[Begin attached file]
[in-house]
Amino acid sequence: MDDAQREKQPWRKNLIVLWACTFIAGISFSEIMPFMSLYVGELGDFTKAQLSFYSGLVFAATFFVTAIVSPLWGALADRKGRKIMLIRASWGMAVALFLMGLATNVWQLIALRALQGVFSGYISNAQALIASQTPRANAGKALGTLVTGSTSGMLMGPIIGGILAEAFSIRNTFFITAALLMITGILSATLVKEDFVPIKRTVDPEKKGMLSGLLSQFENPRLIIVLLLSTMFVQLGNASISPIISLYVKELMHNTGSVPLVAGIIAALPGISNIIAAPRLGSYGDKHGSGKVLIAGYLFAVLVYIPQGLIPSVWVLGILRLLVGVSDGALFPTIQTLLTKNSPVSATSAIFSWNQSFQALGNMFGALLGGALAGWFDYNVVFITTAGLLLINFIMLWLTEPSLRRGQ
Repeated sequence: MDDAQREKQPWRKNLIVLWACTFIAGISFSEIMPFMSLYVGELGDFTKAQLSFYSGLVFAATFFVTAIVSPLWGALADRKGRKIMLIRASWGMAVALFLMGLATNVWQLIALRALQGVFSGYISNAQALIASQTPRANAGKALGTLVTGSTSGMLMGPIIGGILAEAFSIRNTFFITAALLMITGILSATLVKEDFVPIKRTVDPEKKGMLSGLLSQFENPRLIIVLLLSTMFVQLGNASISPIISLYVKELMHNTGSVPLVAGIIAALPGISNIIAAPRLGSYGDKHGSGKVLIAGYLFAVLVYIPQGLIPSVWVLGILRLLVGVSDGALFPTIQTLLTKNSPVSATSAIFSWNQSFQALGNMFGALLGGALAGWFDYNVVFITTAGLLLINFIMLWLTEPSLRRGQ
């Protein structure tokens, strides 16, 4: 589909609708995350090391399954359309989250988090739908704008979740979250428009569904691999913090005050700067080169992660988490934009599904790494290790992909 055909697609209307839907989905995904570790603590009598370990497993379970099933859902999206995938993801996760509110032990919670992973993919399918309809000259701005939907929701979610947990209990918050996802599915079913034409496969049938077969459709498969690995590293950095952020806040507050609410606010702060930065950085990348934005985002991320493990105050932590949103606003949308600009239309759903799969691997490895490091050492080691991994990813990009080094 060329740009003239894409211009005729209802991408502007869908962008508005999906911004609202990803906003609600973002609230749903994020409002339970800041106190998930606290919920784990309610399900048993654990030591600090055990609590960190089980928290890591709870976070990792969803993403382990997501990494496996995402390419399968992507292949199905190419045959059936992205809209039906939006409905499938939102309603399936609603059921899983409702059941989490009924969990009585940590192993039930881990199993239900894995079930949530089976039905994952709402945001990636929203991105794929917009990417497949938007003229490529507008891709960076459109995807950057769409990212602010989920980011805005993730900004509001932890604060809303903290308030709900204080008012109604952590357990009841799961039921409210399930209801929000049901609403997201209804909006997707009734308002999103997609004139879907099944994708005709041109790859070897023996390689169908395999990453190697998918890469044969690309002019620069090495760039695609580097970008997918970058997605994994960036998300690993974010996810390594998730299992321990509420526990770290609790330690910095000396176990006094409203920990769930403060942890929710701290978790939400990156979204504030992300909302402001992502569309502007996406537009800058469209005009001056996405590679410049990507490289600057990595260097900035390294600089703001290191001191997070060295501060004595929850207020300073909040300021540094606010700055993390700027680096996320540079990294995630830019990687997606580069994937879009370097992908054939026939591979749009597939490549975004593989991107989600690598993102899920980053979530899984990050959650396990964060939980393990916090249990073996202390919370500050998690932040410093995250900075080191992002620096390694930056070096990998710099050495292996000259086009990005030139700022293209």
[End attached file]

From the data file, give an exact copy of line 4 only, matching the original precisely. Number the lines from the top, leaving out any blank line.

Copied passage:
């Protein structure tokens, strides 16, 4: 589909609708995350090391399954359309989250988090739908704008979740979250428009569904691999913090005050700067080169992660988490934009599904790494290790992909 055909697609209307839907989905995904570790603590009598370990497993379970099933859902999206995938993801996760509110032990919670992973993919399918309809000259701005939907929701979610947990209990918050996802599915079913034409496969049938077969459709498969690995590293950095952020806040507050609410606010702060930065950085990348934005985002991320493990105050932590949103606003949308600009239309759903799969691997490895490091050492080691991994990813990009080094 060329740009003239894409211009005729209802991408502007869908962008508005999906911004609202990803906003609600973002609230749903994020409002339970800041106190998930606290919920784990309610399900048993654990030591600090055990609590960190089980928290890591709870976070990792969803993403382990997501990494496996995402390419399968992507292949199905190419045959059936992205809209039906939006409905499938939102309603399936609603059921899983409702059941989490009924969990009585940590192993039930881990199993239900894995079930949530089976039905994952709402945001990636929203991105794929917009990417497949938007003229490529507008891709960076459109995807950057769409990212602010989920980011805005993730900004509001932890604060809303903290308030709900204080008012109604952590357990009841799961039921409210399930209801929000049901609403997201209804909006997707009734308002999103997609004139879907099944994708005709041109790859070897023996390689169908395999990453190697998918890469044969690309002019620069090495760039695609580097970008997918970058997605994994960036998300690993974010996810390594998730299992321990509420526990770290609790330690910095000396176990006094409203920990769930403060942890929710701290978790939400990156979204504030992300909302402001992502569309502007996406537009800058469209005009001056996405590679410049990507490289600057990595260097900035390294600089703001290191001191997070060295501060004595929850207020300073909040300021540094606010700055993390700027680096996320540079990294995630830019990687997606580069994937879009370097992908054939026939591979749009597939490549975004593989991107989600690598993102899920980053979530899984990050959650396990964060939980393990916090249990073996202390919370500050998690932040410093995250900075080191992002620096390694930056070096990998710099050495292996000259086009990005030139700022293209």